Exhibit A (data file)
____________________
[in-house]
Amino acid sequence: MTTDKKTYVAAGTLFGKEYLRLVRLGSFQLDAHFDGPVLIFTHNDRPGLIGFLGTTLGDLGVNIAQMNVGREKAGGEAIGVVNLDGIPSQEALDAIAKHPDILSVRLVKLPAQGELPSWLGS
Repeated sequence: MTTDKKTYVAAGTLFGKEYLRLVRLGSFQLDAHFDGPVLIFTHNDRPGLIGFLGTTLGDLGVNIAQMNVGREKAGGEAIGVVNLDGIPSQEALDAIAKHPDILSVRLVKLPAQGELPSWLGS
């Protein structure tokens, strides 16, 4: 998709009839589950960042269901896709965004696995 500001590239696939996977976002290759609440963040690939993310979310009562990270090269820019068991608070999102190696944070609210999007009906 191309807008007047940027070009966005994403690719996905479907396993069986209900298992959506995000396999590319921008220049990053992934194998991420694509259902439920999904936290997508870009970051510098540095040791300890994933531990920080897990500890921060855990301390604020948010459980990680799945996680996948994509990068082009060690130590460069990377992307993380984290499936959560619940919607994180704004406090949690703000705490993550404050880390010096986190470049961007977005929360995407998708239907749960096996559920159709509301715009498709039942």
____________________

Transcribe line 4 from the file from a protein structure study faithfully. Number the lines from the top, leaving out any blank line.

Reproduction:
């Protein structure tokens, strides 16, 4: 998709009839589950960042269901896709965004696995 500001590239696939996977976002290759609440963040690939993310979310009562990270090269820019068991608070999102190696944070609210999007009906 191309807008007047940027070009966005994403690719996905479907396993069986209900298992959506995000396999590319921008220049990053992934194998991420694509259902439920999904936290997508870009970051510098540095040791300890994933531990920080897990500890921060855990301390604020948010459980990680799945996680996948994509990068082009060690130590460069990377992307993380984290499936959560619940919607994180704004406090949690703000705490993550404050880390010096986190470049961007977005929360995407998708239907749960096996559920159709509301715009498709039942």